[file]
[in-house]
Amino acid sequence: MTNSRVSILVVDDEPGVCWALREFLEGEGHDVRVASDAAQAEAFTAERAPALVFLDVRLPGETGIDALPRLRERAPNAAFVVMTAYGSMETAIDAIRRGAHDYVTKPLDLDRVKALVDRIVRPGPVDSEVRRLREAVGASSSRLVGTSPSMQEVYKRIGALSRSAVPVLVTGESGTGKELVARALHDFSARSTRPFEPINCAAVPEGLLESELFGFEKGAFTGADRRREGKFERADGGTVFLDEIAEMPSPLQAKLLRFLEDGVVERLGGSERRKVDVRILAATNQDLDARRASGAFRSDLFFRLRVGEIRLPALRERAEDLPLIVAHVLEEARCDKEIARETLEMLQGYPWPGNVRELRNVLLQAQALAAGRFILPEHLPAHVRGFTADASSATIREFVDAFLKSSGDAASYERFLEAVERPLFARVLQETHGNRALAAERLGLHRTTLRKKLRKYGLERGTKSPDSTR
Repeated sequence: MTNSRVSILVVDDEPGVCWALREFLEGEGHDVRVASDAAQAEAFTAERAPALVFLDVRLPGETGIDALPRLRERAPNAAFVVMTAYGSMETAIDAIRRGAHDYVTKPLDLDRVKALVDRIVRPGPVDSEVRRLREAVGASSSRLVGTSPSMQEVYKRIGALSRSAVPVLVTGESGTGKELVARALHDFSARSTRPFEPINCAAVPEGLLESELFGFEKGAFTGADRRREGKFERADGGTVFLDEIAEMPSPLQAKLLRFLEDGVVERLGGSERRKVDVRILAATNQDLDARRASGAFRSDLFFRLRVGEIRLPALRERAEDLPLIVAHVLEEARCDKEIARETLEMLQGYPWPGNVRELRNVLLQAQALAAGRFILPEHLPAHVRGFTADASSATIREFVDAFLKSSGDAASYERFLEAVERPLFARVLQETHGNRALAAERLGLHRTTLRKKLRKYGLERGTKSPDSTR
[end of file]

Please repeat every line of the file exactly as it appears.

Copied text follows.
[in-house]
Amino acid sequence: MTNSRVSILVVDDEPGVCWALREFLEGEGHDVRVASDAAQAEAFTAERAPALVFLDVRLPGETGIDALPRLRERAPNAAFVVMTAYGSMETAIDAIRRGAHDYVTKPLDLDRVKALVDRIVRPGPVDSEVRRLREAVGASSSRLVGTSPSMQEVYKRIGALSRSAVPVLVTGESGTGKELVARALHDFSARSTRPFEPINCAAVPEGLLESELFGFEKGAFTGADRRREGKFERADGGTVFLDEIAEMPSPLQAKLLRFLEDGVVERLGGSERRKVDVRILAATNQDLDARRASGAFRSDLFFRLRVGEIRLPALRERAEDLPLIVAHVLEEARCDKEIARETLEMLQGYPWPGNVRELRNVLLQAQALAAGRFILPEHLPAHVRGFTADASSATIREFVDAFLKSSGDAASYERFLEAVERPLFARVLQETHGNRALAAERLGLHRTTLRKKLRKYGLERGTKSPDSTR
Repeated sequence: MTNSRVSILVVDDEPGVCWALREFLEGEGHDVRVASDAAQAEAFTAERAPALVFLDVRLPGETGIDALPRLRERAPNAAFVVMTAYGSMETAIDAIRRGAHDYVTKPLDLDRVKALVDRIVRPGPVDSEVRRLREAVGASSSRLVGTSPSMQEVYKRIGALSRSAVPVLVTGESGTGKELVARALHDFSARSTRPFEPINCAAVPEGLLESELFGFEKGAFTGADRRREGKFERADGGTVFLDEIAEMPSPLQAKLLRFLEDGVVERLGGSERRKVDVRILAATNQDLDARRASGAFRSDLFFRLRVGEIRLPALRERAEDLPLIVAHVLEEARCDKEIARETLEMLQGYPWPGNVRELRNVLLQAQALAAGRFILPEHLPAHVRGFTADASSATIREFVDAFLKSSGDAASYERFLEAVERPLFARVLQETHGNRALAAERLGLHRTTLRKKLRKYGLERGTKSPDSTR